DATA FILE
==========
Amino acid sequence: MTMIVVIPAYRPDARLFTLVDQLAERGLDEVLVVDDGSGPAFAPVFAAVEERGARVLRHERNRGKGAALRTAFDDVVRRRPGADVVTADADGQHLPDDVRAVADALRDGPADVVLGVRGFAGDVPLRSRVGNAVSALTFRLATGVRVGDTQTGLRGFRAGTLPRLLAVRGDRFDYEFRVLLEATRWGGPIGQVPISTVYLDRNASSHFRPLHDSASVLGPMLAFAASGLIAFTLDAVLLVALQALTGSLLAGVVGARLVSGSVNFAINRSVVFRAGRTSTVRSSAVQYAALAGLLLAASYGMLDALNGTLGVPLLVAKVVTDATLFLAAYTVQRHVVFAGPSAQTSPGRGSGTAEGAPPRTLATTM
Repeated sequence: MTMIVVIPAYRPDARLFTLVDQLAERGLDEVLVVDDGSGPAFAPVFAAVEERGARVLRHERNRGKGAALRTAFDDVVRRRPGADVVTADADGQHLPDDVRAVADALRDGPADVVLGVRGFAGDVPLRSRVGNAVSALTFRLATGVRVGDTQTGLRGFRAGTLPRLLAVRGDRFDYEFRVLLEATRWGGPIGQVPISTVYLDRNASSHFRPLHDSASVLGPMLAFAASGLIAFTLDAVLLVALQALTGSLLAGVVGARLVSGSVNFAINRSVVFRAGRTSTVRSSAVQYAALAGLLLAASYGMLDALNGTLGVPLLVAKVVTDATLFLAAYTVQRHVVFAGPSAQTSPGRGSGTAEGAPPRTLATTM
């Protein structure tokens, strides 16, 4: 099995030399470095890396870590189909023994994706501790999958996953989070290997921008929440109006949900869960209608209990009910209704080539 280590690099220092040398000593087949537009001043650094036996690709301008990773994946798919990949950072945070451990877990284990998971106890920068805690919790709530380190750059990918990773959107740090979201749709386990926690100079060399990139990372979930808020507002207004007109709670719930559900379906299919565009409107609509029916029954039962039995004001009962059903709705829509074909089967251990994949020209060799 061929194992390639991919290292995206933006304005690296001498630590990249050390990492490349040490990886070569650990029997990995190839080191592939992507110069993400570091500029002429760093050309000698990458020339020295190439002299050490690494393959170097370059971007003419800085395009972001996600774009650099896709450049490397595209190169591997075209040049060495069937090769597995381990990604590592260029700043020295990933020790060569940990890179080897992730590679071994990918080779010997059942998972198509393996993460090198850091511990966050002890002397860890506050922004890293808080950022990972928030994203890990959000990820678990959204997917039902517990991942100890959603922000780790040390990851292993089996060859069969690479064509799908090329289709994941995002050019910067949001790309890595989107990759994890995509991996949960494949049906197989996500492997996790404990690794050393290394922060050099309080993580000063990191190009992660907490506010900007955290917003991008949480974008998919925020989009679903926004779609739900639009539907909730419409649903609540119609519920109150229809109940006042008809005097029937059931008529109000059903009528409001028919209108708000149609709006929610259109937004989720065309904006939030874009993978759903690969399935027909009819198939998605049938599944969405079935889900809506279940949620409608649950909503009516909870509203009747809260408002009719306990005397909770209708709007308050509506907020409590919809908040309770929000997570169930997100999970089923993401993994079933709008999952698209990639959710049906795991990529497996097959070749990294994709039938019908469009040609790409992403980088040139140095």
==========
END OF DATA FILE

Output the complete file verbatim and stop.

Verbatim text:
Amino acid sequence: MTMIVVIPAYRPDARLFTLVDQLAERGLDEVLVVDDGSGPAFAPVFAAVEERGARVLRHERNRGKGAALRTAFDDVVRRRPGADVVTADADGQHLPDDVRAVADALRDGPADVVLGVRGFAGDVPLRSRVGNAVSALTFRLATGVRVGDTQTGLRGFRAGTLPRLLAVRGDRFDYEFRVLLEATRWGGPIGQVPISTVYLDRNASSHFRPLHDSASVLGPMLAFAASGLIAFTLDAVLLVALQALTGSLLAGVVGARLVSGSVNFAINRSVVFRAGRTSTVRSSAVQYAALAGLLLAASYGMLDALNGTLGVPLLVAKVVTDATLFLAAYTVQRHVVFAGPSAQTSPGRGSGTAEGAPPRTLATTM
Repeated sequence: MTMIVVIPAYRPDARLFTLVDQLAERGLDEVLVVDDGSGPAFAPVFAAVEERGARVLRHERNRGKGAALRTAFDDVVRRRPGADVVTADADGQHLPDDVRAVADALRDGPADVVLGVRGFAGDVPLRSRVGNAVSALTFRLATGVRVGDTQTGLRGFRAGTLPRLLAVRGDRFDYEFRVLLEATRWGGPIGQVPISTVYLDRNASSHFRPLHDSASVLGPMLAFAASGLIAFTLDAVLLVALQALTGSLLAGVVGARLVSGSVNFAINRSVVFRAGRTSTVRSSAVQYAALAGLLLAASYGMLDALNGTLGVPLLVAKVVTDATLFLAAYTVQRHVVFAGPSAQTSPGRGSGTAEGAPPRTLATTM
């Protein structure tokens, strides 16, 4: 099995030399470095890396870590189909023994994706501790999958996953989070290997921008929440109006949900869960209608209990009910209704080539 280590690099220092040398000593087949537009001043650094036996690709301008990773994946798919990949950072945070451990877990284990998971106890920068805690919790709530380190750059990918990773959107740090979201749709386990926690100079060399990139990372979930808020507002207004007109709670719930559900379906299919565009409107609509029916029954039962039995004001009962059903709705829509074909089967251990994949020209060799 061929194992390639991919290292995206933006304005690296001498630590990249050390990492490349040490990886070569650990029997990995190839080191592939992507110069993400570091500029002429760093050309000698990458020339020295190439002299050490690494393959170097370059971007003419800085395009972001996600774009650099896709450049490397595209190169591997075209040049060495069937090769597995381990990604590592260029700043020295990933020790060569940990890179080897992730590679071994990918080779010997059942998972198509393996993460090198850091511990966050002890002397860890506050922004890293808080950022990972928030994203890990959000990820678990959204997917039902517990991942100890959603922000780790040390990851292993089996060859069969690479064509799908090329289709994941995002050019910067949001790309890595989107990759994890995509991996949960494949049906197989996500492997996790404990690794050393290394922060050099309080993580000063990191190009992660907490506010900007955290917003991008949480974008998919925020989009679903926004779609739900639009539907909730419409649903609540119609519920109150229809109940006042008809005097029937059931008529109000059903009528409001028919209108708000149609709006929610259109937004989720065309904006939030874009993978759903690969399935027909009819198939998605049938599944969405079935889900809506279940949620409608649950909503009516909870509203009747809260408002009719306990005397909770209708709007308050509506907020409590919809908040309770929000997570169930997100999970089923993401993994079933709008999952698209990639959710049906795991990529497996097959070749990294994709039938019908469009040609790409992403980088040139140095």